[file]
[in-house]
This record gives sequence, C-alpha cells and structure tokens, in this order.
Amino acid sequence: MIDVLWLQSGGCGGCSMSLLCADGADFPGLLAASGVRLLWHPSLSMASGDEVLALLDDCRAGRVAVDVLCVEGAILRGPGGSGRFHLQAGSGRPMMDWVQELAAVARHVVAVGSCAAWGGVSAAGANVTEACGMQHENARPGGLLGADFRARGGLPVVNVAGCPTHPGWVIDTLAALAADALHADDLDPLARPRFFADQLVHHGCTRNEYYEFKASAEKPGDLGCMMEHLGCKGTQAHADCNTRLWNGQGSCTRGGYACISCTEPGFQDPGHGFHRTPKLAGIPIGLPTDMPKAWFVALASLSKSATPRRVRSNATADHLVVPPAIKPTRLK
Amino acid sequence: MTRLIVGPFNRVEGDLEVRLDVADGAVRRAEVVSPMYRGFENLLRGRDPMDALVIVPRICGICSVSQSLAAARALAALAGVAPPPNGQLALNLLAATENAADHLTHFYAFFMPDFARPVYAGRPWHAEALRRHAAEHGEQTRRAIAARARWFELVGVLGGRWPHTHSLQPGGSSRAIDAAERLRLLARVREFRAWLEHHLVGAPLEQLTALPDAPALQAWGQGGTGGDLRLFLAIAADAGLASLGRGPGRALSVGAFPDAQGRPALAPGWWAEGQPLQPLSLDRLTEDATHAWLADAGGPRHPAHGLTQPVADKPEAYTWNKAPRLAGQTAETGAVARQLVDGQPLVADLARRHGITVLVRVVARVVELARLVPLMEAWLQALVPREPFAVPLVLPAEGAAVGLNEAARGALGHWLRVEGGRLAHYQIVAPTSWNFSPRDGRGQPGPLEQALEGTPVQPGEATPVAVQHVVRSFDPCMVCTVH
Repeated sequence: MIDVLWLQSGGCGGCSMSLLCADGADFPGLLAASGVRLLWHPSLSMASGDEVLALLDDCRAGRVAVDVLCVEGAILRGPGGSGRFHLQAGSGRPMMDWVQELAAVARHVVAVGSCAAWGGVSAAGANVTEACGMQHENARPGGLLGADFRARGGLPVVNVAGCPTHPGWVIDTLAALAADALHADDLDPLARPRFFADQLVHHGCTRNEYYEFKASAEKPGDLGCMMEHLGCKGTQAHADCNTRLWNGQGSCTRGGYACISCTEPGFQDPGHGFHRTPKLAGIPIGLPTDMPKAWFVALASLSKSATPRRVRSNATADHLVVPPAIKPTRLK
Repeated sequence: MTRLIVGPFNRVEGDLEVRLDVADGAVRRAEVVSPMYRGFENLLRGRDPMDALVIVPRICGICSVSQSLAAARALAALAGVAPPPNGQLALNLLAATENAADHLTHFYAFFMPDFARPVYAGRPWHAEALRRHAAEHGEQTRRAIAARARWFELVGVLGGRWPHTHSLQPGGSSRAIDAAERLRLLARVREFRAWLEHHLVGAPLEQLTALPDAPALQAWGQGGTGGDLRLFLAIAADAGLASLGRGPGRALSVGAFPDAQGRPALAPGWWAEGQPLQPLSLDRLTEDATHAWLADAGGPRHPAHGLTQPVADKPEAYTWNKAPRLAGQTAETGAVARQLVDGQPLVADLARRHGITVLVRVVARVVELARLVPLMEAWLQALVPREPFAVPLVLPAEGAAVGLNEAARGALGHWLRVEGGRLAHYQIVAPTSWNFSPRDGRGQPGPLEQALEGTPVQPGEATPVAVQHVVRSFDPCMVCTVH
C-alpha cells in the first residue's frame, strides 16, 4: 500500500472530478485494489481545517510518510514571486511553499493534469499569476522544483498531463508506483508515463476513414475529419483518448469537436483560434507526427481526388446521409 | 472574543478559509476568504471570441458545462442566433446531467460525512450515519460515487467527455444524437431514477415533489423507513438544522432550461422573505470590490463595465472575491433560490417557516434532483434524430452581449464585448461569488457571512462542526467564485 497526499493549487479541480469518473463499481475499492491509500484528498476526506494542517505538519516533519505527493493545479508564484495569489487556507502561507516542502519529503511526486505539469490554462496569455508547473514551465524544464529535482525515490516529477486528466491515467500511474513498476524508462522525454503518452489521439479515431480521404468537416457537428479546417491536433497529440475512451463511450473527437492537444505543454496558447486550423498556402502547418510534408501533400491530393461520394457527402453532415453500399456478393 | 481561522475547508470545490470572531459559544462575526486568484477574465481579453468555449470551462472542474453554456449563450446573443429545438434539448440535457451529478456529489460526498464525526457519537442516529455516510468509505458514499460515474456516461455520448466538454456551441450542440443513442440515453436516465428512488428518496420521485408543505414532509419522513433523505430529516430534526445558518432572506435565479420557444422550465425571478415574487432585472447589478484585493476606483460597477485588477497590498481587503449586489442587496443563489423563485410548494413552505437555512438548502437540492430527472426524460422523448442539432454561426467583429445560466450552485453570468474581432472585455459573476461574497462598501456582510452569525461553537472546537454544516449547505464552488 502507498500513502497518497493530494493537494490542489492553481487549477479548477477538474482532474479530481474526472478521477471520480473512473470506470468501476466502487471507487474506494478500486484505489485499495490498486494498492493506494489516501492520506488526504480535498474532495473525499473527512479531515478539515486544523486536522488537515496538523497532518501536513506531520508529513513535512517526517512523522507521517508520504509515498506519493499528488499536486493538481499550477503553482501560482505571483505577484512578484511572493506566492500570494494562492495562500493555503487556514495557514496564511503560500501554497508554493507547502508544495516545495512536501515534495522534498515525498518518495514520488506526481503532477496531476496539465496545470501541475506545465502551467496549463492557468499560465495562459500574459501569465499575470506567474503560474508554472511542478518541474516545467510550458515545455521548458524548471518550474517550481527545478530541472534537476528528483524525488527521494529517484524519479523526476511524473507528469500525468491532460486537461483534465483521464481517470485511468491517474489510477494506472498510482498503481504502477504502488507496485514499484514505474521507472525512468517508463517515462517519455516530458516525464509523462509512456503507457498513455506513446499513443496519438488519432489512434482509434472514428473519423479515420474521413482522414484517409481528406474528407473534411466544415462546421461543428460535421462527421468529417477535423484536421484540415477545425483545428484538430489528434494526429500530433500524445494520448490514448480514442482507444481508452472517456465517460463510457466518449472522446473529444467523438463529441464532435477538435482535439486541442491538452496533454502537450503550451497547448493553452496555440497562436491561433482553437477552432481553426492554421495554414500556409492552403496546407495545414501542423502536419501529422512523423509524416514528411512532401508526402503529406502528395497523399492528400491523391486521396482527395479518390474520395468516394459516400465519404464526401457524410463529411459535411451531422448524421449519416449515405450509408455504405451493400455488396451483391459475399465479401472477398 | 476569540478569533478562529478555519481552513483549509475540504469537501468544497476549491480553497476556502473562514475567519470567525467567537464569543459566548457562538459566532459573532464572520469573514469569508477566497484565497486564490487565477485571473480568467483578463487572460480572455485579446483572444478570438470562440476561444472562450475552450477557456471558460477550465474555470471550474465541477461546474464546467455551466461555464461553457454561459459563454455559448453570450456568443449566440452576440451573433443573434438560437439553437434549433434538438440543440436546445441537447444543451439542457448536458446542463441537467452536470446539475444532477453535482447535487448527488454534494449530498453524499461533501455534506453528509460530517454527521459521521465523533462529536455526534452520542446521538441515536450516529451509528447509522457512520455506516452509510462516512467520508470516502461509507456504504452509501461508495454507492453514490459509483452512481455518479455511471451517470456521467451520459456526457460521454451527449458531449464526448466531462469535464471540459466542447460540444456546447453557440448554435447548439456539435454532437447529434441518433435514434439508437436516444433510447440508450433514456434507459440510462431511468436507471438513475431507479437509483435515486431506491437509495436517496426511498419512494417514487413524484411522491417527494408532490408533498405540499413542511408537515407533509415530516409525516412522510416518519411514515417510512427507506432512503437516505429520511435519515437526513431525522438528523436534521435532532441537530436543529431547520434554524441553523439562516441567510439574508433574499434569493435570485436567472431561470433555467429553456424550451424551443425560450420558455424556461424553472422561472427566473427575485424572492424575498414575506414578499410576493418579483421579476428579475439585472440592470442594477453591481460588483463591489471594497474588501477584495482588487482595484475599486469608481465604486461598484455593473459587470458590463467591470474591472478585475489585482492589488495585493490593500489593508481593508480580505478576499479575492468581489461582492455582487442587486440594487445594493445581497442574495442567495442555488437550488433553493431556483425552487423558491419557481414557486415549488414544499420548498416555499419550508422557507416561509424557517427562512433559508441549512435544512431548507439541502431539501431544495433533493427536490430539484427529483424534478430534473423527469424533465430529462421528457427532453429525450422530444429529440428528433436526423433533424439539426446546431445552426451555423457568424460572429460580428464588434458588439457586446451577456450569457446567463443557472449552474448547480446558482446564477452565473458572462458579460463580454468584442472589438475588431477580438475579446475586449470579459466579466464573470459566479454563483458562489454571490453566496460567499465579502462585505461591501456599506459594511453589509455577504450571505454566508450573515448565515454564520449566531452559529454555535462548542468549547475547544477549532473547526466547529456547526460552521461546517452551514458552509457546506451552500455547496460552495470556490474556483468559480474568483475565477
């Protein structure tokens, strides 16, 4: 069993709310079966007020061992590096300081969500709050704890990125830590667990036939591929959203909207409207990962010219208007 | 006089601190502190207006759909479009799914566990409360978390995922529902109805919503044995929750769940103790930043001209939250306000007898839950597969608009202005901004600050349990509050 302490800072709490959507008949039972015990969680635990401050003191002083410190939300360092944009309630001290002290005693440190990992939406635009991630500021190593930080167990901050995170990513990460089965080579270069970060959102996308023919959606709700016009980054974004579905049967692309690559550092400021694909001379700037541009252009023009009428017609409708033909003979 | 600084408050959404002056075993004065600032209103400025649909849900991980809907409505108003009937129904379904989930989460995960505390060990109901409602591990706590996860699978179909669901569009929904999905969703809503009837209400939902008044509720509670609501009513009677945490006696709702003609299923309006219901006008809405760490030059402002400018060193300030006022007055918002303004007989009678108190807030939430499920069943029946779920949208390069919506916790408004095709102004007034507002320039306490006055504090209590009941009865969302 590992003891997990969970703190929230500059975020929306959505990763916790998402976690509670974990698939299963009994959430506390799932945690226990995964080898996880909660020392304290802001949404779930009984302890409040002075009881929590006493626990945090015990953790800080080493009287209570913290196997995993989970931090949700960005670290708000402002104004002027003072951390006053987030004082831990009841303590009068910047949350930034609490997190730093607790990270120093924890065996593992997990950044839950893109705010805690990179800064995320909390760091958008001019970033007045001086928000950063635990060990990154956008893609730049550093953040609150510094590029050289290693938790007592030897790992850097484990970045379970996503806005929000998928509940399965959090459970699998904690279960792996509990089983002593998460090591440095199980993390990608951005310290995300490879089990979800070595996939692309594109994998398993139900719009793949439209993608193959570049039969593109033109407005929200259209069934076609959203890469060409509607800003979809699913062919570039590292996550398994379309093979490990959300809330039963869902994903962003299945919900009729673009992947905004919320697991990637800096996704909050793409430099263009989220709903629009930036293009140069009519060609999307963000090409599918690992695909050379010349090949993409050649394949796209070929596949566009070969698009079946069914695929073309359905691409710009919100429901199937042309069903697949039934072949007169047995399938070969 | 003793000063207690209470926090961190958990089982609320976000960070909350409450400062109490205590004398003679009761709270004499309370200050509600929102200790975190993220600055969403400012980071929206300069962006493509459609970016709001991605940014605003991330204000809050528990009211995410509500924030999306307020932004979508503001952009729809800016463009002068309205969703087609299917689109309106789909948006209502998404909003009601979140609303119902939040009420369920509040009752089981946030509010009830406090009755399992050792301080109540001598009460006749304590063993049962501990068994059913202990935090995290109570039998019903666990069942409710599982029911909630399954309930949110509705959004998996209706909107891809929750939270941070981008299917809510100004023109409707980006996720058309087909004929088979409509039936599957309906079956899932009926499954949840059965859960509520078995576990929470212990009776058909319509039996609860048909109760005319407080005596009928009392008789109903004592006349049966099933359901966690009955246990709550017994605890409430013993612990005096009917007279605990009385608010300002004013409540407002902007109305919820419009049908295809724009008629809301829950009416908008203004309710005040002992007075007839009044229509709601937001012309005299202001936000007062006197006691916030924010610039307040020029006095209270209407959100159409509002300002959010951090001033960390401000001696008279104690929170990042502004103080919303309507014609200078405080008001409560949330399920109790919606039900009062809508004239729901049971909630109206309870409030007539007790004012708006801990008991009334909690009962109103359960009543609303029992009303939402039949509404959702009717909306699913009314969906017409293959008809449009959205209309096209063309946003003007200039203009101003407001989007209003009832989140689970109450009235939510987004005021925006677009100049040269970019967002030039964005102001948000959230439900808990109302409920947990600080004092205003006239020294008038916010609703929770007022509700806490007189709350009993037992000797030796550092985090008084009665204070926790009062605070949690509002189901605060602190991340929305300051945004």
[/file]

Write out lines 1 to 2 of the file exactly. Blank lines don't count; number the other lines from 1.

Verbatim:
[in-house]
This record gives sequence, C-alpha cells and structure tokens, in this order.